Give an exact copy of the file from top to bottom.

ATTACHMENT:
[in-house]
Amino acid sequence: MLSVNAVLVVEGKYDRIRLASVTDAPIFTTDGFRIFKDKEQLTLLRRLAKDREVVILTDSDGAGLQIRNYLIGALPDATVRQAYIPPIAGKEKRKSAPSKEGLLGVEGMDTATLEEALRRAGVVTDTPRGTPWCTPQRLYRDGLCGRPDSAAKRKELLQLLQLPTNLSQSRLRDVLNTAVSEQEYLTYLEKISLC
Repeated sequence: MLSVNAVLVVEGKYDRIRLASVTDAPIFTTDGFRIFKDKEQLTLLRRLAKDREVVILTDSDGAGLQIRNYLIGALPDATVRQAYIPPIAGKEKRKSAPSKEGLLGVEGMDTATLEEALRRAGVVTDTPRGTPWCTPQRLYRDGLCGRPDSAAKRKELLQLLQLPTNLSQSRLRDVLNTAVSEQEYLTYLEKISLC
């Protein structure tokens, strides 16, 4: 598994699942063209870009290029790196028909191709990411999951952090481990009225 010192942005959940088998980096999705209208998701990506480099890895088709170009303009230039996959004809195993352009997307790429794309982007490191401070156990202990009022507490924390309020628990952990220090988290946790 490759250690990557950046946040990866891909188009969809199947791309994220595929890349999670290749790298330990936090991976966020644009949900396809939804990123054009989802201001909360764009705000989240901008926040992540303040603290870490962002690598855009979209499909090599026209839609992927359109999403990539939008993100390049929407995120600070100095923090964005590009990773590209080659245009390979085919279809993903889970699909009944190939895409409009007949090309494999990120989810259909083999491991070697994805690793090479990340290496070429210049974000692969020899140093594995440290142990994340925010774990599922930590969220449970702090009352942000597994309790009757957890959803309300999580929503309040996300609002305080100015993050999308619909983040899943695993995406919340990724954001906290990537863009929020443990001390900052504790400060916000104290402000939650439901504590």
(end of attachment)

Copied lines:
[in-house]
Amino acid sequence: MLSVNAVLVVEGKYDRIRLASVTDAPIFTTDGFRIFKDKEQLTLLRRLAKDREVVILTDSDGAGLQIRNYLIGALPDATVRQAYIPPIAGKEKRKSAPSKEGLLGVEGMDTATLEEALRRAGVVTDTPRGTPWCTPQRLYRDGLCGRPDSAAKRKELLQLLQLPTNLSQSRLRDVLNTAVSEQEYLTYLEKISLC
Repeated sequence: MLSVNAVLVVEGKYDRIRLASVTDAPIFTTDGFRIFKDKEQLTLLRRLAKDREVVILTDSDGAGLQIRNYLIGALPDATVRQAYIPPIAGKEKRKSAPSKEGLLGVEGMDTATLEEALRRAGVVTDTPRGTPWCTPQRLYRDGLCGRPDSAAKRKELLQLLQLPTNLSQSRLRDVLNTAVSEQEYLTYLEKISLC
């Protein structure tokens, strides 16, 4: 598994699942063209870009290029790196028909191709990411999951952090481990009225 010192942005959940088998980096999705209208998701990506480099890895088709170009303009230039996959004809195993352009997307790429794309982007490191401070156990202990009022507490924390309020628990952990220090988290946790 490759250690990557950046946040990866891909188009969809199947791309994220595929890349999670290749790298330990936090991976966020644009949900396809939804990123054009989802201001909360764009705000989240901008926040992540303040603290870490962002690598855009979209499909090599026209839609992927359109999403990539939008993100390049929407995120600070100095923090964005590009990773590209080659245009390979085919279809993903889970699909009944190939895409409009007949090309494999990120989810259909083999491991070697994805690793090479990340290496070429210049974000692969020899140093594995440290142990994340925010774990599922930590969220449970702090009352942000597994309790009757957890959803309300999580929503309040996300609002305080100015993050999308619909983040899943695993995406919340990724954001906290990537863009929020443990001390900052504790400060916000104290402000939650439901504590």